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I recently attended a tech training open house where, in describing the program, one of the engineers got really excited about one aspect in particular: the room where the students do most of their work has WALL TO WALL WHITEBOARDS. Oh yeah.
As a former teacher, I chuckled a little at this statement. I have plenty of experience teaching with whiteboards, smartboards, chalkboards–you name it, I’ve probably found a way to put draw cutesy images on it so my students can guess words and play games. And, having worked in a number of underfunded areas, I’ve also learned how to make do with no whiteboards, by having students learn orally with repetition, songs, games, and interactive lessons.
But this engineer wasn’t talking about whiteboards in the classroom as a way of proving that this was a very funded learning experience (we DO have a whiteboard… in fact, we have not just one, but ten!). And it wouldn’t necessarily be improved by having a wall of smartboards either.
In Engineeringland, having a room filled with whiteboards conveys a bigger idea. The idea that everyone in the room should have physical space to (literally) draw out out their ideas in a way that others have access to them, and that multiple solutions can be seen and accessed and changed all at the same time (because no one’s answer has to get erased to start another answer). It also means that no one can get away with writing bad code, since it’s all there on display to be checked and fixed. A room of whiteboards is about inclusion, interactivity, equality, and reviewing one anothers’ solutions.
Or, to come at the same idea from another angle:
In software engineering interviews, the applicant is expected to be able to “whiteboard” ideas–given a specific problem, the applicant thinks through (out loud) how to solve it while pseudocoding the steps on the whiteboard, then fills in the steps with actual code, all while interacting and clarifying the problem with the interviewer. This is a rite of passage for working developers, who like to grumble about how hard interviewing problems are in a way that conveys the camaraderie of having survived a common ordeal.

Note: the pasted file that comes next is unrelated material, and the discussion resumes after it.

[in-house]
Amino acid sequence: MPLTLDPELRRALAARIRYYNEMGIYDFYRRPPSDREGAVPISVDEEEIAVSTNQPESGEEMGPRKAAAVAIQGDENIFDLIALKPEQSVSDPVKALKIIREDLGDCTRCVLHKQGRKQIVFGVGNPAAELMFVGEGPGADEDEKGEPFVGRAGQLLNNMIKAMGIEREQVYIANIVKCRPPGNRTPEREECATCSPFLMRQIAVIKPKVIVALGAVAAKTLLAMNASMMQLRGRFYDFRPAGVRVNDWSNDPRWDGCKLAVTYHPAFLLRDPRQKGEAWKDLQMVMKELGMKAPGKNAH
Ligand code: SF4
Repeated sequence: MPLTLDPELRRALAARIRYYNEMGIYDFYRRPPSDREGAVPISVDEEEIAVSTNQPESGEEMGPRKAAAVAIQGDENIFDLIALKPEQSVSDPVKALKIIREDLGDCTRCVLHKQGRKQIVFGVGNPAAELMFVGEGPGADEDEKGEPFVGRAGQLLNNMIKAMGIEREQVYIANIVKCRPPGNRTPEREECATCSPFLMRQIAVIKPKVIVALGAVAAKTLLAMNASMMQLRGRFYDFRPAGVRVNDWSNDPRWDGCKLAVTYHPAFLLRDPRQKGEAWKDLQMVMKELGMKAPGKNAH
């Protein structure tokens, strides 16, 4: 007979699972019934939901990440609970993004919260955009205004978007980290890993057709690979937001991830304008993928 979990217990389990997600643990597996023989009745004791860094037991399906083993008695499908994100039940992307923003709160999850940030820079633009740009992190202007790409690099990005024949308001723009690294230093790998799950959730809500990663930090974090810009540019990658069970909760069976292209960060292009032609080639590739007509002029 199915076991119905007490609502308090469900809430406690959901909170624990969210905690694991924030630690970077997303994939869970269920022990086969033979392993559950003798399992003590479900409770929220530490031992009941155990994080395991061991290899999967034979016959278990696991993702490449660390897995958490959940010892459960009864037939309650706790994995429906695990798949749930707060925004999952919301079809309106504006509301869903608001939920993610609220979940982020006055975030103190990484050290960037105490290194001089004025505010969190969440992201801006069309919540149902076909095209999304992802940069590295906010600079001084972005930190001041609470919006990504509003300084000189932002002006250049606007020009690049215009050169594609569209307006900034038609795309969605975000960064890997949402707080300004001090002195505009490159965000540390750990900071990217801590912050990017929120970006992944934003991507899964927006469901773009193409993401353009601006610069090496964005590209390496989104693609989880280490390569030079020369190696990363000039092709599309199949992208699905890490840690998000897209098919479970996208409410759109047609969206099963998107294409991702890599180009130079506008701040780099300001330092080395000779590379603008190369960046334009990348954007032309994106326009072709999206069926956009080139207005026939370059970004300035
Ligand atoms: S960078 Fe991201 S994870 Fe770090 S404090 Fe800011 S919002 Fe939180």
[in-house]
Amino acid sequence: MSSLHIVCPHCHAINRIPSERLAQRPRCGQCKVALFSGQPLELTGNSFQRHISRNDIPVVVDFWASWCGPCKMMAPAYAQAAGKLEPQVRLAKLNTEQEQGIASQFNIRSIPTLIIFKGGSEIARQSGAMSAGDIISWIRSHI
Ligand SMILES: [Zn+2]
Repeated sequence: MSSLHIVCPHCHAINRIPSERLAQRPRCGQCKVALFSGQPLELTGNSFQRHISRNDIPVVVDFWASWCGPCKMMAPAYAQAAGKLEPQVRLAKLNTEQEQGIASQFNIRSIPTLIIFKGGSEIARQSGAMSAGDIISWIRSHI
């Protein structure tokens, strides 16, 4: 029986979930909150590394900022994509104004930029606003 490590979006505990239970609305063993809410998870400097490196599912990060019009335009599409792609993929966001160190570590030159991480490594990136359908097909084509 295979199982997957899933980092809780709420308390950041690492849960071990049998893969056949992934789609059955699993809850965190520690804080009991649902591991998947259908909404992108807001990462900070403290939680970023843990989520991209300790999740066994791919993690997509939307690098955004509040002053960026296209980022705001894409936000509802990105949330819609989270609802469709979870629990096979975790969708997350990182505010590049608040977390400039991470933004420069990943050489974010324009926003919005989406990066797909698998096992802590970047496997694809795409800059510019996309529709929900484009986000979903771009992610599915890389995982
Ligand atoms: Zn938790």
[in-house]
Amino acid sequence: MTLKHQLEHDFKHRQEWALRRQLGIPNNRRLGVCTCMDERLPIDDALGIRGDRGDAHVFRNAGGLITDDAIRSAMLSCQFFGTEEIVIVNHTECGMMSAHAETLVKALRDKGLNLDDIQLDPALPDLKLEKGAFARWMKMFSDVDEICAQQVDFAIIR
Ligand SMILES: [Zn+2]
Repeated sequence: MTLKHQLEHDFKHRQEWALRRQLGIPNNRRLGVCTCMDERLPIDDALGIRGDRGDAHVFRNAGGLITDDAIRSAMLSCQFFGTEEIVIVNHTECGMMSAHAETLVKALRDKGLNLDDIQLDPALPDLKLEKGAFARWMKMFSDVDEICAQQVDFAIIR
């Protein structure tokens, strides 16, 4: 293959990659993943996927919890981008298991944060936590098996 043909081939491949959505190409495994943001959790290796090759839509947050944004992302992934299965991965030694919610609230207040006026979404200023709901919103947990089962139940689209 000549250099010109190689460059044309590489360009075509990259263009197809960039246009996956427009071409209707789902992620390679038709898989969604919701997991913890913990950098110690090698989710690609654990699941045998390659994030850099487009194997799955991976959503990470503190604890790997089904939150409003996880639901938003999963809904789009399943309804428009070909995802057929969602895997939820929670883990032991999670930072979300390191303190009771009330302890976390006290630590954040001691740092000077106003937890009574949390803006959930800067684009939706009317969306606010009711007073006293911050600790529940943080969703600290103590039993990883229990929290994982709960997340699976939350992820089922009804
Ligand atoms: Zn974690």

But there’s more to this interviewing process than the rite-of-passage difficulty that makes for a good story later.
Coding on a whiteboard, rather than on a computer, allows the interviewer to see how the applicant’s thought process works, point out potential flaws (or new twists, if you’re performing well), and see what the applicant does when presented with new information. When the applicant doesn’t have the crutch of being able to immediately compile the code and see the solution (and fix the code backwards from there), it is easier for an interviewer to assess what the applicant really understands about the code she (or he) is writing.
Interviewing, like real engineering work, is an interactive process, and in that process the interviewer should get an idea of how well you grasp the problem, but also what it would be like to work with you on similarly difficult problems.
So in this scenario, wall-to-wall whiteboards would mean lots of chances to interact, to correct each other, and lots of personal attention to what is (or isn’t) working in your solution.
Which is probably the kind of environment you would want if you wanted to keep growing in your engineering capabilities…